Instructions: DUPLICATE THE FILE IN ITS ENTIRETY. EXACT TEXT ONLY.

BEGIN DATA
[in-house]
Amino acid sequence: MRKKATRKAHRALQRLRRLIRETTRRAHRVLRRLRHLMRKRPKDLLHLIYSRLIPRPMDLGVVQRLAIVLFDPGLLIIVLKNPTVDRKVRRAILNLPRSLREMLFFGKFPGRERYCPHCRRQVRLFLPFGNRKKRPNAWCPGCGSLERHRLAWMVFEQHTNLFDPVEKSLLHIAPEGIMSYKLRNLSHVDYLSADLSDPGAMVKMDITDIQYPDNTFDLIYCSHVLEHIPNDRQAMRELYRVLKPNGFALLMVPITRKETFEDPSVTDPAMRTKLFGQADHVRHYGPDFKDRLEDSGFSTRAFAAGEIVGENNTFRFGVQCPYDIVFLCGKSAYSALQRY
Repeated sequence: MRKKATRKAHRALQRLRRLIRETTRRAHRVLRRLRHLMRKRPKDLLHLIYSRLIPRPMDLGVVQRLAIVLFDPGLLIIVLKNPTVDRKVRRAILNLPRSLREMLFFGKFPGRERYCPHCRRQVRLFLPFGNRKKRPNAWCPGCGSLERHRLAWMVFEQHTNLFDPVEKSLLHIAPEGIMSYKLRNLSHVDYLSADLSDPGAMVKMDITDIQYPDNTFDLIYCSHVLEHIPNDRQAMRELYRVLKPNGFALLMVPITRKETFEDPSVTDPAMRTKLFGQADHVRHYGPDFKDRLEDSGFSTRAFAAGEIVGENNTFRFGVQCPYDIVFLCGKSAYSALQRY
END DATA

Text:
[in-house]
Amino acid sequence: MRKKATRKAHRALQRLRRLIRETTRRAHRVLRRLRHLMRKRPKDLLHLIYSRLIPRPMDLGVVQRLAIVLFDPGLLIIVLKNPTVDRKVRRAILNLPRSLREMLFFGKFPGRERYCPHCRRQVRLFLPFGNRKKRPNAWCPGCGSLERHRLAWMVFEQHTNLFDPVEKSLLHIAPEGIMSYKLRNLSHVDYLSADLSDPGAMVKMDITDIQYPDNTFDLIYCSHVLEHIPNDRQAMRELYRVLKPNGFALLMVPITRKETFEDPSVTDPAMRTKLFGQADHVRHYGPDFKDRLEDSGFSTRAFAAGEIVGENNTFRFGVQCPYDIVFLCGKSAYSALQRY
Repeated sequence: MRKKATRKAHRALQRLRRLIRETTRRAHRVLRRLRHLMRKRPKDLLHLIYSRLIPRPMDLGVVQRLAIVLFDPGLLIIVLKNPTVDRKVRRAILNLPRSLREMLFFGKFPGRERYCPHCRRQVRLFLPFGNRKKRPNAWCPGCGSLERHRLAWMVFEQHTNLFDPVEKSLLHIAPEGIMSYKLRNLSHVDYLSADLSDPGAMVKMDITDIQYPDNTFDLIYCSHVLEHIPNDRQAMRELYRVLKPNGFALLMVPITRKETFEDPSVTDPAMRTKLFGQADHVRHYGPDFKDRLEDSGFSTRAFAAGEIVGENNTFRFGVQCPYDIVFLCGKSAYSALQRY